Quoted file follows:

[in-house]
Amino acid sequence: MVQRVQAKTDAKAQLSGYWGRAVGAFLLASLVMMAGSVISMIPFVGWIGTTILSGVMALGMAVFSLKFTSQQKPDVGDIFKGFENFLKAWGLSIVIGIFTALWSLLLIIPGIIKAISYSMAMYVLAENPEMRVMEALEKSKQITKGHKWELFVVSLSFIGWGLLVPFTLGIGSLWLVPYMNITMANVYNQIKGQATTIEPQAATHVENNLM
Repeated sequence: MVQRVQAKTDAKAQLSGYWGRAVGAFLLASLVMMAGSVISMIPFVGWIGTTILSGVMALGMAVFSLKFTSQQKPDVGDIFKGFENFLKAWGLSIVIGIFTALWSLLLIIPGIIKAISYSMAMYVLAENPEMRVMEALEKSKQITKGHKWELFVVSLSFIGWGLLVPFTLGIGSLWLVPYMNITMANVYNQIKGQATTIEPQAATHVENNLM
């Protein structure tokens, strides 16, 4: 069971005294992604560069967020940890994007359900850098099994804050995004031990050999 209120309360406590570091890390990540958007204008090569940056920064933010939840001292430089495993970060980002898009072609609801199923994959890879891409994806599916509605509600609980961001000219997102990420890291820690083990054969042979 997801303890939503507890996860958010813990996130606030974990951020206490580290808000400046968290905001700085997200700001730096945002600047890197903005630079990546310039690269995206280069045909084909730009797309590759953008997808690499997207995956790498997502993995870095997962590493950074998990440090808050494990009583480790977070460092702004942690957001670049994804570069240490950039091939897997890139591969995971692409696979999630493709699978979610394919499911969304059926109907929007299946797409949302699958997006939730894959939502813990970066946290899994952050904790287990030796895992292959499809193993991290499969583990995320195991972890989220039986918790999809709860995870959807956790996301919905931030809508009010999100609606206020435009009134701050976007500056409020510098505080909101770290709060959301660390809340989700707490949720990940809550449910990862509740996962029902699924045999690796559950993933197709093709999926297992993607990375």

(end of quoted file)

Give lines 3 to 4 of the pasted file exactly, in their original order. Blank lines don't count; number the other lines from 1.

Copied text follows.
Repeated sequence: MVQRVQAKTDAKAQLSGYWGRAVGAFLLASLVMMAGSVISMIPFVGWIGTTILSGVMALGMAVFSLKFTSQQKPDVGDIFKGFENFLKAWGLSIVIGIFTALWSLLLIIPGIIKAISYSMAMYVLAENPEMRVMEALEKSKQITKGHKWELFVVSLSFIGWGLLVPFTLGIGSLWLVPYMNITMANVYNQIKGQATTIEPQAATHVENNLM
């Protein structure tokens, strides 16, 4: 069971005294992604560069967020940890994007359900850098099994804050995004031990050999 209120309360406590570091890390990540958007204008090569940056920064933010939840001292430089495993970060980002898009072609609801199923994959890879891409994806599916509605509600609980961001000219997102990420890291820690083990054969042979 997801303890939503507890996860958010813990996130606030974990951020206490580290808000400046968290905001700085997200700001730096945002600047890197903005630079990546310039690269995206280069045909084909730009797309590759953008997808690499997207995956790498997502993995870095997962590493950074998990440090808050494990009583480790977070460092702004942690957001670049994804570069240490950039091939897997890139591969995971692409696979999630493709699978979610394919499911969304059926109907929007299946797409949302699958997006939730894959939502813990970066946290899994952050904790287990030796895992292959499809193993991290499969583990995320195991972890989220039986918790999809709860995870959807956790996301919905931030809508009010999100609606206020435009009134701050976007500056409020510098505080909101770290709060959301660390809340989700707490949720990940809550449910990862509740996962029902699924045999690796559950993933197709093709999926297992993607990375």